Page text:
5. Hello lived in duplex 5 years did not renew lease last year pay month to month Landlord selling place I’ve spent lots of money on beautiful flowers shrubs etc I’m planning to dig them up and take them when I go there were no flower gardens here when I moved in Landlord told me I could plant anything I wanted No maintenance in 5 years unless I complained Can landlord stop me from taking my plants? Had started repainting inside with permission not painting now can landlord keep my deposit if I don’t paint? Wasn’t painted or cleaned for me to move in thank you!

    1. Your lease would spell that out. However most leases will require that a tenant allow access with 24 hour notice. Unfortunately there is no entity that will enforce this as police will not get involved in civil matters. So you really have no recourse if the tenant refuses, except to attempt to evict them for lease violations.

  6. My landlord decided to tell me that he is selling the 2 family home. He placed it on the market less than a week from telling us on paper. He then stated that he was selling it with tenants occupied. Problem is on the website it says tenants are month to month but i have a yearly lease especially with housing just like the other tenant.
    His shiwings are ridiculous and is making alot of things complicated. I have 2 children with disabilities and my spouse is a stay at home dad. My landlord and his inconsiderate realtor keeps scheduling showings early in the morning which I do not like waking up my kids to early especially my 2yr old with autism. I spent 2hours trying to comfort a screaming child because he wanted to sleep. I told my landlord that he needs to respect my rights. He gave me a 24 hrs for 2 showings but now he keeps adding more showings in the 2 days that he gave me and now its interfering my children’s routine & my family dinner and bedtime routine.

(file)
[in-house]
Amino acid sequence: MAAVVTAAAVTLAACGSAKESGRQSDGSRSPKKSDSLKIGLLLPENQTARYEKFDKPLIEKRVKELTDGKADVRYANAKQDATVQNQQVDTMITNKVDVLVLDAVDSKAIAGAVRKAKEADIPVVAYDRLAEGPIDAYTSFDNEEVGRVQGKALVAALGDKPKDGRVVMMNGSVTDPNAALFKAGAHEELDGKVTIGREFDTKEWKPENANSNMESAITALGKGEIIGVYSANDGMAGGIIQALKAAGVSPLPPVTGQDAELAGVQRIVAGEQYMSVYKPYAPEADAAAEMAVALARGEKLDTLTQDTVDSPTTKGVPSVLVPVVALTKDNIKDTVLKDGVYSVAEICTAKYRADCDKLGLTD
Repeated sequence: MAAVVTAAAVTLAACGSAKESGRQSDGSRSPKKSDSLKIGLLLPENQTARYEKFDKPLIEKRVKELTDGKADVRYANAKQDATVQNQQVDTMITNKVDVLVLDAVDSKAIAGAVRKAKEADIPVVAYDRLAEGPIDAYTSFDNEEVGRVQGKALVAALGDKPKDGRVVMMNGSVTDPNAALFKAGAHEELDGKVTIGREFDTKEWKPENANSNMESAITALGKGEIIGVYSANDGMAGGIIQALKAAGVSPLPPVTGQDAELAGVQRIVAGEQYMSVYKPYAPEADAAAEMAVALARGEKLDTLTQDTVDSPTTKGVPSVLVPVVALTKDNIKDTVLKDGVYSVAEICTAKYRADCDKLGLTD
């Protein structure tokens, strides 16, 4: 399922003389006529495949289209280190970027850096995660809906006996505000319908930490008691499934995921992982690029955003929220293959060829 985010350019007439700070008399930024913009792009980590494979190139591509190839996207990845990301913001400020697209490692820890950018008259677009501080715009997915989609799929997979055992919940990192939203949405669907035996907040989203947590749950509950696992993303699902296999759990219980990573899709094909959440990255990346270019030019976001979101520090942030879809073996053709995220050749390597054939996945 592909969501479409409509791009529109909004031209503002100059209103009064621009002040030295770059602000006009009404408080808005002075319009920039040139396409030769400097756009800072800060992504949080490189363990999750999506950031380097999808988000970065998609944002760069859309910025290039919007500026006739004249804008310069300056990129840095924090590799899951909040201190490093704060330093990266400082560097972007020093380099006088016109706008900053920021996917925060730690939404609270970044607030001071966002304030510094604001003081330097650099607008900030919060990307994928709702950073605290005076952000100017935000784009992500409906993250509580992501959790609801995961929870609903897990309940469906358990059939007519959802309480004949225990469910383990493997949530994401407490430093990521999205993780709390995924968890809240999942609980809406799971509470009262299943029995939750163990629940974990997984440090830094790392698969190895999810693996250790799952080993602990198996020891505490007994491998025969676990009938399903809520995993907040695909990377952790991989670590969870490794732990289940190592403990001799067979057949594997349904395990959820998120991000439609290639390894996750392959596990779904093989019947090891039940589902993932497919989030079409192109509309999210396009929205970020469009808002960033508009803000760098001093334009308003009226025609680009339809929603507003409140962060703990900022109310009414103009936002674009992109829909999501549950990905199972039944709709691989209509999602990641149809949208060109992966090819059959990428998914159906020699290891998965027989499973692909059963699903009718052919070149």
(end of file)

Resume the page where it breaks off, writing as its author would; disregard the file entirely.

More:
What can i do?

    1. The landlord has the right to sell the property and the right to show it with notice. I would discuss preferred showing time frames with the owner and agent, however there is nothing you can do to stop him from showing and selling. If you have a current lease it will be good through its end date regardless of whether the home sells or not. If you wish to remain longer than the lease allows, your best bet is to be a good tenant that the next owner would like to keep.

  7. I am currently renting and my landlord is looking to sell I have read that before showings I am to be provided 24 hour notice is that true also would I have to move out upon sale.

    1. Leases run with the land not the owner. You need to read your lease for the details, but if you have a current lease it will be good through its end date. If you do not have a lease, generally your landlord can end your tenancy for any reason with 30 days notice. Most leases allow a 24 hour notice to allow showings.